‘I didn’t sign up for a one-game fight. This is a 12-game fight’: Jennings, Pruitt respond to loss.
By: Rachel Ward
The All Vol Call in Show
September 4, 2019
Saturday’s Tennessee-Georgia State outcome was one that few to none saw coming, and senior safety Nigel Warrior might have summed it up best with his response of “flabbergasted.”
Since the 2018 Tennessee football season ended with a painful 38-13 loss against Vanderbilt, Volunteer fans and staff have been yet again searching for more and searching for the historically winning program that the University of Tennessee football program once was.
On paper, “hopeful” was the word that many used when predicting and looking to what the 2019 football season would bring. On paper, it could be argued that this 2019 Tennessee coaching staff is one of the best in the country. Hearing the name “Tee Martin” announced as a new addition to the coaching staff was enough for many to be bought in. This 2019 team has a coach who has been there and knows what it takes for a Tennessee program to win on the highest level of college football.
During his first press conference of fall camp a month ago, Coach Pruitt wasn’t afraid to show his confidence in the men working alongside him.
“I truly believe with them on our staff..when you talk about recruiting, relationships, character, all the intangibles that comes with being a football coach, I truly believe that we do have the best staff in the country.” Pruitt said.
After Saturday’s loss to Georgia State, questions such as “what happened?” and “where do they go from here?” have arose, especially after the confidence Coach Pruitt voiced just a month prior.
While this loss is heart wrenching to the Volunteer fan base who have been through the ups and downs of Tennessee football the past 10 years, the players on the field and the coaches on the sidelines feel it too. This was seen in post game interviews as the same questions went through their heads.
Coach Pruitt’s Post Game Thoughts
As Coach Pruitt entered the room for his post game press conference, interviewees were eager to ask him what was next and what would be improved upon.
“We didn’t put the ball in the end zone or finish the half with the ball right there. We had three shots in the end zone for the chance to create a touchdown and didn’t do that,” Pruitt said. “You know, defensively, it would be hard for me to point out anything that we really did well.”
Two words that Pruitt referred back to multiple times were “execution” and “fundamentals.”
“There’s more to being a good defensive player than just playing hard,” Pruitt said. “And we’ve got to teach the guys how to play the plays, how to get lined up, and to be able to execute.”
As far as the team’s performance in the second half, Pruitt again referred back to lack of execution, feeling as though the team had a good plan moving into the second half.
“We weren’t far away at a lot of times, but we weren’t where we needed to be...We’ve got some young guys and they’ve got talent, but we gotta coach ‘em up and get ‘em to play at a high level,” Pruitt said. “I’m not saying their team is better than ours. I’m saying today, their team was and that’s all that counts.”
Not only did Pruitt voice the need for the players to get better, but he looked to himself as well.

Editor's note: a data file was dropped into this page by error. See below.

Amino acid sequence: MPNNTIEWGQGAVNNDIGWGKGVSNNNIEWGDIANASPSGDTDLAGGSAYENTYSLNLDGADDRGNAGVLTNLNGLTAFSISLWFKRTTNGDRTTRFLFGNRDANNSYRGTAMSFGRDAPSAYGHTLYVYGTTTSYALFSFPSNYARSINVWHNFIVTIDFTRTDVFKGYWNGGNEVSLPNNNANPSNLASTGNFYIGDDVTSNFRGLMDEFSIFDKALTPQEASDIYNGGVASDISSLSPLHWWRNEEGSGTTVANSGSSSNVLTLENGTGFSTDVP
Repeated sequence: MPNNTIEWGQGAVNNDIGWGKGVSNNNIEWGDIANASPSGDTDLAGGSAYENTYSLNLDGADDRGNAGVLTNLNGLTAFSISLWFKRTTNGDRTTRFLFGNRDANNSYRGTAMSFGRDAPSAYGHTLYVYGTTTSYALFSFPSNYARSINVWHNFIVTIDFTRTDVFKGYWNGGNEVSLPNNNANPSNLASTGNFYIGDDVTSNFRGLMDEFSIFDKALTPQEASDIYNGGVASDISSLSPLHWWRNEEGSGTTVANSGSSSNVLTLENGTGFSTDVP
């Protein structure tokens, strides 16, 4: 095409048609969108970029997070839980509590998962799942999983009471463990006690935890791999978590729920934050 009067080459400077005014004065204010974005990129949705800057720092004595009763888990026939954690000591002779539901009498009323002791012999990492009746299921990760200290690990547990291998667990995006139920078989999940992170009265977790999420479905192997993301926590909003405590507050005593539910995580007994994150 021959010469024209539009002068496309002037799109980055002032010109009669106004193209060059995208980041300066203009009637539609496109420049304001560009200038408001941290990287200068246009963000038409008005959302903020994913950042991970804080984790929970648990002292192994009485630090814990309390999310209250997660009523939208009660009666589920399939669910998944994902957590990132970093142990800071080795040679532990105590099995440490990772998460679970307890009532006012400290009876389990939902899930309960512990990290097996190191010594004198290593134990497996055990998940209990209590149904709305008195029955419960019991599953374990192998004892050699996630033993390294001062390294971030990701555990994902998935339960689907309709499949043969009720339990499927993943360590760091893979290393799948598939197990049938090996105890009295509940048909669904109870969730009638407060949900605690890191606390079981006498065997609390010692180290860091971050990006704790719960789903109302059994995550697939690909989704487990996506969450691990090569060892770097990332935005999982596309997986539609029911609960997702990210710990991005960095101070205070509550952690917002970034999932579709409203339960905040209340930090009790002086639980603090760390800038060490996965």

“I’m not blaming the kids,” Pruitt said. “Like I told the players in the locker room, everybody needs to look in the mirror ‘cause it’s what I’m gonna do and say, ‘What can I do better to help our football team?’ and ‘I’m gonna start with me.’”
How does this Tennessee football team improve? For Coach Pruitt, that means practicing, playing and coaching with edge at all times.
“Are we all disappointed today? Sure we are,” Pruitt said. “But the sun is gonna come up tomorrow and we’re gonna get ready to play BYU starting tomorrow and we gotta bring our best game next Saturday.”
Jauan Jennings: “As a Leader”
Looking at Jennings’ performance on paper with seven catches for 108 yards and a touchdown, he had one of the best performances on the Vols’ side of the ball. To Jennings, however, he takes full responsibility for the lack of competitiveness in himself and his teammates.
In Jennings’ multiple post game interviews, the phrase “as a leader” was used a countless number of times. As an athlete who was dismissed from the team in 2017 following a social media rant, Jennings’ change in personal growth and maturity is substantial. He wants to be a leader and he wants to be the “alpha male” in any room he walks into.
Gaining the respect of many Volunteer fans and beyond, Jennings was quick to acknowledge the loss as “unacceptable,” noting that there is and will be work to do.
In Jennings’ terms, this team was not “juiced” up like they should have been on the sidelines. And who does Jennings’ blame that on? Himself.
“I take full responsibility of that,” Jennings said. “I gotta be out there and I gotta be in their heads and in their ears 24/7. As a leader, I admit that I did not do that. So this week and from here on out, what I’m gonna focus on doing is making sure this team knows we have a lot of fight left in us and we’re not gonna give up.”
When asked how he would make sure the team moved forward with the same competitive edge that he had, Jennings was quick to respond.
“As a leader this week, I come out each and every day fired up and let these guys know that what happened last week was unacceptable and won’t happen again,” Jennings said.
Jennings then shared the message he had for the team he leads.
“My message is to come out each and every day to get better. Don’t come out here with no energy,” Jennings said. “You’ve got to have energy each and every day. That’s how we are gonna do this thing from here on out.”
With 11 games left in the season, Jennings noted that this season is a 12-game fight that he signed up for.
“This team. They believe in me and I believe in them and that’s all that
matters,” Jennings said in his closing statement.